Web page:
Welcome to our list of different species of bonsai.
By now, you may or may not know that it is possible to bonsai almost any tree on the plant. You may have also struggled to find the true, or traditional bonsai that you are accustomed to seeing in Japanese or Chinese cultures, on tv, in magazines, or photographs.
We aim to make this easy for you, and point you in the direction of the more common species of bonsai, as is the bonsai-made-easy way!
Here you will find the varied species categorised as beginner, intermediate and expert. We've done this to make it super easy for you to consider what level you are at before choosing a tree to work with!
Ok, so let's have a look at the different species of bonzai (bonsai is the correct spelling, but people often get it wrong!)
The Juniper is a worldwide favourite and certainly one of the easiest to grow. It is famously used in paintings, photography and is admired by all bonsai enthusiasts! Click here to learn more!
The elm is a wonderful species of bonsai. Again, there are multiple variants, including the wonderful Chinese Elm (pictured). They are malleable, easy to grow, and very vibrant. Click here to learn more!
A bonsai Ficus, or a Ginseng Ficus is a tropical wonder. They are very easy to maintain and require minimal maintenance. You would most likely see them being sold in a variety of nurseries and garden shops, but don't be fooled! They are a beloved species of bonsai! Click here to learn more!
The Schefflera is an incredibly simple species of bonzai (remember it's spelt bonsai, with an 's'!) to maintain. It is hardy and provides many options for styling. Click here to read more on the Schlefflera!
The Yew is often confused with Junipers, for those without a keen eye. They share many similarities with Junipers, especially their ease of care! Click here for more information the Yew!
Oak trees in the wild, like the one pictured, are famous for their strong trunks and strong appearance. When creating a bonsai Oak, you are taking these attributes and copying them. Thick trunks and strong branches are key features of bonsai Oaks, and you will certainly have to read up on wiring! Click here to learn how to grow a bonsai Oak!
The Banyan is a tropical bonsai that can be grown indoors, much like a Ficus. They can establish a thick base and look great in people's houses! Click here if you fancy a Banyan!
The Lantana is a species that actually attracts butterflies! If you want to learn about the Lantana, click here!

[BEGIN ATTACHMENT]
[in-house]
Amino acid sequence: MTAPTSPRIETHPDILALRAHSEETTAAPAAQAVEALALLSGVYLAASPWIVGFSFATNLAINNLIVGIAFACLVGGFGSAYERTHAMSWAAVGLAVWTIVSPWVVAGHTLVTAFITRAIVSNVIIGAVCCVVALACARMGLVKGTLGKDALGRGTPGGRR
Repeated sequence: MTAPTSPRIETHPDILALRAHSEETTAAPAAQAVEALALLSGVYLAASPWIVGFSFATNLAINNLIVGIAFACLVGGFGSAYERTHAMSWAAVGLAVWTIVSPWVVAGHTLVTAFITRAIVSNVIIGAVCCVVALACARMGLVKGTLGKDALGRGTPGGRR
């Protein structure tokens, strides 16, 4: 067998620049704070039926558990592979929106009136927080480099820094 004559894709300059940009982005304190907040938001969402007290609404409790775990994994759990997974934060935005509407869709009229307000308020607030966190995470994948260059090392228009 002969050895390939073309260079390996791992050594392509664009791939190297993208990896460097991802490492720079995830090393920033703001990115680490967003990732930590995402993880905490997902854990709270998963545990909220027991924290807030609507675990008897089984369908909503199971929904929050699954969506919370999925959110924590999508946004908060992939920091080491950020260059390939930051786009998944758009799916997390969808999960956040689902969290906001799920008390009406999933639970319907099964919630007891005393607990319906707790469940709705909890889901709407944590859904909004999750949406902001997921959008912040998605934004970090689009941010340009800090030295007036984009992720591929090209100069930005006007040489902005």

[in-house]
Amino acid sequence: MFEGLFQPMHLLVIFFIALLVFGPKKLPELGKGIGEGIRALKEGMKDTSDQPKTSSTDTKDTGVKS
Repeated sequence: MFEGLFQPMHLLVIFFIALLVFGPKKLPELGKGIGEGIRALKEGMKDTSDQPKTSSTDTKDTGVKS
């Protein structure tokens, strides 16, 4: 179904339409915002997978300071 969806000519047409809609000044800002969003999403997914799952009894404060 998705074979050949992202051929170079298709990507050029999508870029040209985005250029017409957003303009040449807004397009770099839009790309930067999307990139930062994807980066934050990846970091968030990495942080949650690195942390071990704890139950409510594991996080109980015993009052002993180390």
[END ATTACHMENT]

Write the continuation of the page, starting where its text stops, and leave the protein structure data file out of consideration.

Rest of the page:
The Boxwood is a very traditional looking species of bonsai. It can be shaped in a variety of ways and has a certain mystique about it. Click here for more information on the Boxwood!
The Bougainvillea is a Spring marvel! Careful attention to pruning will see your bonsai spring into life with an amazing array of colour. Click here for more!
If the world of bonsai was a country, there is no doubt the Pine would be president. One of the longest living trees in the world, the Pine is impressive in stature, symmetry and beauty. Click here for more!
Maples, including the famous Japanese Maple and Trident Maple, are a satisfying species to work with. They require a careful hand, and can be quite high maintenance, but being a very seasonal bonsai, they are year-long chameleons, constantly changing their appearance, through Spring and Autumn. Click here to access our Maple guide!
Acacia trees are a flowering species that can grow very fast. They require heavy pruning and will present a challenge to any bonsai enthusiast. Click here for more!
Another flowering species, the Azalea looks magnificent as it does colourful. This tree looks particularly amazing during Autumn months. Click here for our Azalea guide!
The graceful Willow is a fantastic species of bonsai. As they mature, their sweeping or weeping foliage is mesmerising to look at. Click here to learn more about the Willow
So there you have it - a selection of popular bonsai species to get you started, or to add to your existing collection! Be sure to check out our species guides for other species, and to increase your knowledge, and check out our care guides!